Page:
Inclusion, mirage and reality

Organisations, both private and public, understand the benefits of inclusion, as has been documented for several years across numerous studies which demonstrate the positive impact of diversity and inclusion on :

  • attracting and retaining talents (Deloitte, 2018);
  • ability to innovate and adapt (BGC, 2018);
  • financial profitability (McKinsey, 2020);
  • employee well-being (BCG, 2021)

Not to mention the fact that, as highlighted in the International Labour Organisation's Global Survey on Diversity and Inclusion in Business which was conducted between July and September 2021, two thirds of workers agreed that the pandemic, which brutally exposed inequalities across society, increased their expectations with regard to the promotion of diversity and inclusion by their employer. It is therefore not surprising that, as an HR consultancy with expertise in gender equality at work, we increasingly receive requests for training in inclusive management, inclusive leadership, inclusive corporate culture and inclusive communication, amongst others. We are experiencing a genuine rush for inclusion!


Yet, when we look into these requests in further detail, we are often faced with an unfortunate dilemma: we have to ensure that however well-meaning they are, organisations which are eager for inclusion have to understand that training is one lever that can be used, but that inclusion is akin to constructing a building. It takes time, a rigorous methodology, and the strongest of foundations. How can inclusive management practices be achieved and implemented if managers themselves do not support, sponsor and embody the topic? How can we claim to be instilling an inclusive culture without first ensuring that HR processes guarantee fair treatment? How can we affirm our commitment without first asking about the perceptions and expectations of the individuals who make up this supposedly inclusive group?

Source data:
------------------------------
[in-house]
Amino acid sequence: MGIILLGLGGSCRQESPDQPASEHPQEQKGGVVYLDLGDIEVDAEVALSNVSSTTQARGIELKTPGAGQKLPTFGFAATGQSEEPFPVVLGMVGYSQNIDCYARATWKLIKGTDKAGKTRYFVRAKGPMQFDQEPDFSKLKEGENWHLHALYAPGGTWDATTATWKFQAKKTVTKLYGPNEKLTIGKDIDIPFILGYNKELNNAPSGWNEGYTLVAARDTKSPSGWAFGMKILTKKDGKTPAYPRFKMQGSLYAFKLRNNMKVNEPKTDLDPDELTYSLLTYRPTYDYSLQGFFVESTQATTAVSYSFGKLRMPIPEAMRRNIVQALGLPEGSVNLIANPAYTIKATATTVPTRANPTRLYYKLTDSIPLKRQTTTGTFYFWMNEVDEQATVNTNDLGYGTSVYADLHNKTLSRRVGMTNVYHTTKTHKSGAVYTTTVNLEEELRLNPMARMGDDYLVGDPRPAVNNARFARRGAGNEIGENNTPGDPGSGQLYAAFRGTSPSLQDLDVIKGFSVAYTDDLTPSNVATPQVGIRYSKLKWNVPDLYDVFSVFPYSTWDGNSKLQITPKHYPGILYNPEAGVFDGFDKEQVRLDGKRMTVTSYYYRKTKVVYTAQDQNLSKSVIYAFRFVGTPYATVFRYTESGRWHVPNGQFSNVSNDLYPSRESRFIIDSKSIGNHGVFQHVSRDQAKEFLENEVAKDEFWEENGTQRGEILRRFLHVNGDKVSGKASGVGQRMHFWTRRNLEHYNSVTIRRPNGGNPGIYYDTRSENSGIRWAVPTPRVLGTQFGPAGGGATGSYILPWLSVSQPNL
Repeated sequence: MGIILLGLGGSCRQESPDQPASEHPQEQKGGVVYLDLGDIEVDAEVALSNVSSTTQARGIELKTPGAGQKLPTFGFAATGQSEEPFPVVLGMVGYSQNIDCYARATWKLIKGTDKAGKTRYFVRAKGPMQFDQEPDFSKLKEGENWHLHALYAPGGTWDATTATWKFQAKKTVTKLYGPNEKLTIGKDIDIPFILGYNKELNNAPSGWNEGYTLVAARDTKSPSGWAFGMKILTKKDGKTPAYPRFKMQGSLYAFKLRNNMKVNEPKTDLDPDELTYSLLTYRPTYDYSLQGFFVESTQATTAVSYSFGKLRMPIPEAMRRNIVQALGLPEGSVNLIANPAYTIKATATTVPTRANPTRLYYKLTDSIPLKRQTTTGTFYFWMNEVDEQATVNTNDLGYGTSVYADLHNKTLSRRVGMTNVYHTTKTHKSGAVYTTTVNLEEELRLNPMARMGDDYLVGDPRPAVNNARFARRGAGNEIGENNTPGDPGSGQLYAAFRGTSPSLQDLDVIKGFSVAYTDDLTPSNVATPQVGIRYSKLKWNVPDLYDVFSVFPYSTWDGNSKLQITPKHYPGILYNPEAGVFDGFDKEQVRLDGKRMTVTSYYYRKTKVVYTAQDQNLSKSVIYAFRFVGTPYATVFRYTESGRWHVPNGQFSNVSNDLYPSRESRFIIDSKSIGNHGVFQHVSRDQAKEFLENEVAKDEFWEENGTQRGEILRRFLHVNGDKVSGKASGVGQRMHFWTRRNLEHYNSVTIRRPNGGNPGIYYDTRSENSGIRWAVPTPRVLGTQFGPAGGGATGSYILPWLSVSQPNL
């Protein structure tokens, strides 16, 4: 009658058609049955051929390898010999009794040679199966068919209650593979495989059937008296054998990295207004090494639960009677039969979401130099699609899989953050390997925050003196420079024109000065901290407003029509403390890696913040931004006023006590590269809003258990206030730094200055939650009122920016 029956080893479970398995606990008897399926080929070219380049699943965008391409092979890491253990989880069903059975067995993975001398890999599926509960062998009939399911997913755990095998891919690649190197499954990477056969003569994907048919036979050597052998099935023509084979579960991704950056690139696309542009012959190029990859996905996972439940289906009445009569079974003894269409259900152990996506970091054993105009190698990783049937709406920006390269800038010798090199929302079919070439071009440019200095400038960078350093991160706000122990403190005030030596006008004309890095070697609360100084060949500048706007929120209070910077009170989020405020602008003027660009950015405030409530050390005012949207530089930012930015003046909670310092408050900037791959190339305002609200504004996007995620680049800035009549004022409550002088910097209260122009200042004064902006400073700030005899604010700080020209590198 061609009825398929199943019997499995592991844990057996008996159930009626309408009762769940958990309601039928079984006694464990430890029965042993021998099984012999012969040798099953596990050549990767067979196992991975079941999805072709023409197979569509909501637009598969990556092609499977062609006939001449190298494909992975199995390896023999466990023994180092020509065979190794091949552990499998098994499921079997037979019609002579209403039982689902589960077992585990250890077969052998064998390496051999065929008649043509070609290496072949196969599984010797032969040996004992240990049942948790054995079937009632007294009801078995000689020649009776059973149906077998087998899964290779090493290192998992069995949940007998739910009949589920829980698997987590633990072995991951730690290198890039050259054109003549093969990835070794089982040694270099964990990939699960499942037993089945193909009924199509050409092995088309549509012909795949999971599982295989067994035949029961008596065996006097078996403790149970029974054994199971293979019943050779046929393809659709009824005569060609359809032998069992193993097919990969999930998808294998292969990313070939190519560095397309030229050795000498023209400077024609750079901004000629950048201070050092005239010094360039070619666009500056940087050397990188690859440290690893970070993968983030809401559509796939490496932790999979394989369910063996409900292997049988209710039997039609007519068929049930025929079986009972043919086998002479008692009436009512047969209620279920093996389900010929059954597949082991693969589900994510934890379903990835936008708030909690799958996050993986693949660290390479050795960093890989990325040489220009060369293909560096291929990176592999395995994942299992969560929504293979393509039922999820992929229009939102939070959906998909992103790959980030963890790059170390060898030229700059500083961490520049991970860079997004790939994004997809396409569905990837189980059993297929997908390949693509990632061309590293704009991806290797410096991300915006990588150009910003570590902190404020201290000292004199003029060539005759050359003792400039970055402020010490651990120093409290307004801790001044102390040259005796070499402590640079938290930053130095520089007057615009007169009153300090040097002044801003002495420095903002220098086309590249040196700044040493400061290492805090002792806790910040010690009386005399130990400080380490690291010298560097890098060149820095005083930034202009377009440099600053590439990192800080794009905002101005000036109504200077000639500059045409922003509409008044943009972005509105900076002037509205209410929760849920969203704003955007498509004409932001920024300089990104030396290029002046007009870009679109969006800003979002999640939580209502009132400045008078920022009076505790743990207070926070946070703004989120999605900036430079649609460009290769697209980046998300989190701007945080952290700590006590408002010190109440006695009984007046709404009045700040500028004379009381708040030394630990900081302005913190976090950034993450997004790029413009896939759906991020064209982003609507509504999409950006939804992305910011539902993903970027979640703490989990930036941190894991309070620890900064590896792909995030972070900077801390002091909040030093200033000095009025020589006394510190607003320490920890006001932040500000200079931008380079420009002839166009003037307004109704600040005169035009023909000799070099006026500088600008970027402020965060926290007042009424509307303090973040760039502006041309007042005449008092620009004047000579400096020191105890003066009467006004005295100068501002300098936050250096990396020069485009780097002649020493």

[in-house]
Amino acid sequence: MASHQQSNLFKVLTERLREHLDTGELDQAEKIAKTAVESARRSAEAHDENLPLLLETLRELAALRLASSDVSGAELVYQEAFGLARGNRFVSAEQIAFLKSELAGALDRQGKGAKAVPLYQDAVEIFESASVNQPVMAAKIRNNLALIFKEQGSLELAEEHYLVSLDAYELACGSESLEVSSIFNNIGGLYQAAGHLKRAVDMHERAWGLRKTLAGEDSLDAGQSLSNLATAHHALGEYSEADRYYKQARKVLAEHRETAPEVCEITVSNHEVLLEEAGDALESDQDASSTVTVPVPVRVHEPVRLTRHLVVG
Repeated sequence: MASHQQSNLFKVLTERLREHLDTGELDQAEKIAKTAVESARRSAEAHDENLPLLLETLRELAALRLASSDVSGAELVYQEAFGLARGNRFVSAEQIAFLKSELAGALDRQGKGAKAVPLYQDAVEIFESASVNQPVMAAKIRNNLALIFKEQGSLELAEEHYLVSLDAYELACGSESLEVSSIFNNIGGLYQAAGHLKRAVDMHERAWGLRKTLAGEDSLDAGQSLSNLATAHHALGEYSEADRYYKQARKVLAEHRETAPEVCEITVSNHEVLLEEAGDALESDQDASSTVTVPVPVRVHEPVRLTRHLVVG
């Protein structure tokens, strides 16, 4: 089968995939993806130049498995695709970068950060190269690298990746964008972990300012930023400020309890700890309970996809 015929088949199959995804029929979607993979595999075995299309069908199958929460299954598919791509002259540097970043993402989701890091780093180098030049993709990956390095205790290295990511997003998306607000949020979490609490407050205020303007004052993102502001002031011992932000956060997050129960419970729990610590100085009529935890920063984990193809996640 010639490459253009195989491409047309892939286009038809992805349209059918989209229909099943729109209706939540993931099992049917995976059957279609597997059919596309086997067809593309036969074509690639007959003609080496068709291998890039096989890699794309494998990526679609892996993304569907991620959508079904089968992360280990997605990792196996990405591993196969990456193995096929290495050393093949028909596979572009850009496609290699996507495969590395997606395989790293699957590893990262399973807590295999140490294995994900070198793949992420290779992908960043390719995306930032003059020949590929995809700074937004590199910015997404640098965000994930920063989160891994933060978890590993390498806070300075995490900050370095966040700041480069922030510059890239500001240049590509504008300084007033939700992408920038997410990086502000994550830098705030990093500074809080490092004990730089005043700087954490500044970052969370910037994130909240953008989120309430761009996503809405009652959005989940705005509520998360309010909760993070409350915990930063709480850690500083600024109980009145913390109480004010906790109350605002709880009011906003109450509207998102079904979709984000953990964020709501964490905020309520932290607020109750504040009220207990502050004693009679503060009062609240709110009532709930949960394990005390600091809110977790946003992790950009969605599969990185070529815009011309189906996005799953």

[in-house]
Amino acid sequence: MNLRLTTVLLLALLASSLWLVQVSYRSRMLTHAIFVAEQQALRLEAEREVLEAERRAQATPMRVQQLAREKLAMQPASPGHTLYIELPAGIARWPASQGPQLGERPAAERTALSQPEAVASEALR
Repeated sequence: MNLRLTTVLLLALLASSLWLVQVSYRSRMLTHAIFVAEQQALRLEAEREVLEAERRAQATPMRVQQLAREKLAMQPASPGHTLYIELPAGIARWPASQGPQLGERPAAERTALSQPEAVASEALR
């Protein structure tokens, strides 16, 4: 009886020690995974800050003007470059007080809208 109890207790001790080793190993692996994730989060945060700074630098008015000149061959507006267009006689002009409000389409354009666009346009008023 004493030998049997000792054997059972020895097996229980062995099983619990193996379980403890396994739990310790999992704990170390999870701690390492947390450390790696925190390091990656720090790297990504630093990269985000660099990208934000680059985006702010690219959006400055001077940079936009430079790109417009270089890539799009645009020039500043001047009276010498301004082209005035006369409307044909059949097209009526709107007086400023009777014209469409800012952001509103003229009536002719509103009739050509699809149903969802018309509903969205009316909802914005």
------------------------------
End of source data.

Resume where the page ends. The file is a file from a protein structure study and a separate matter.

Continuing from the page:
There is no doubt that talking about combating discrimination, preventing behavioural discrepancies or auditing HR processes is far less appealing to companies than the promise of turning their managers into experts in inclusion in the space of a few hours thanks to off-the-shelf training programmes. And yet, these steps are essential, otherwise we risk giving in to the dangerous temptation of "inclusion-washing".


Implementing a successful transformation requires three prerequisites:

  • Cementing diversity and inclusion in the company's strategy and culture through policy support at the highest (executive) level, which is then distilled down to all levels of the organisation
  • Screening HR processes (hiring, feedback & evaluation, compensation, promotion, training, etc.) for any discriminatory biases
  • Adopting a proactive policy to prevent behavioural discrepancies, ensuring goodwill and respect for differences within the work group

Once this virtuous sequence has been respected, it is then possible to create the conditions for cooperation and collective intelligence through tailor-made training programmes, adapted to the specificities of each organisation. These programmes must also reflect the cause they serve, by opening up room for discussions and debate along with actively including all the company's stakeholders.
The road to inclusion may therefore seem long and arduous, but it is only through perseverance that each person will be able to interact in a climate of respect, in the service of the common good, in order to achieve the delicate balance between the feeling of belonging to a group and the individual recognition that is inclusion.


Leslie Chaffot

Senior Manager & Certified Professional Coach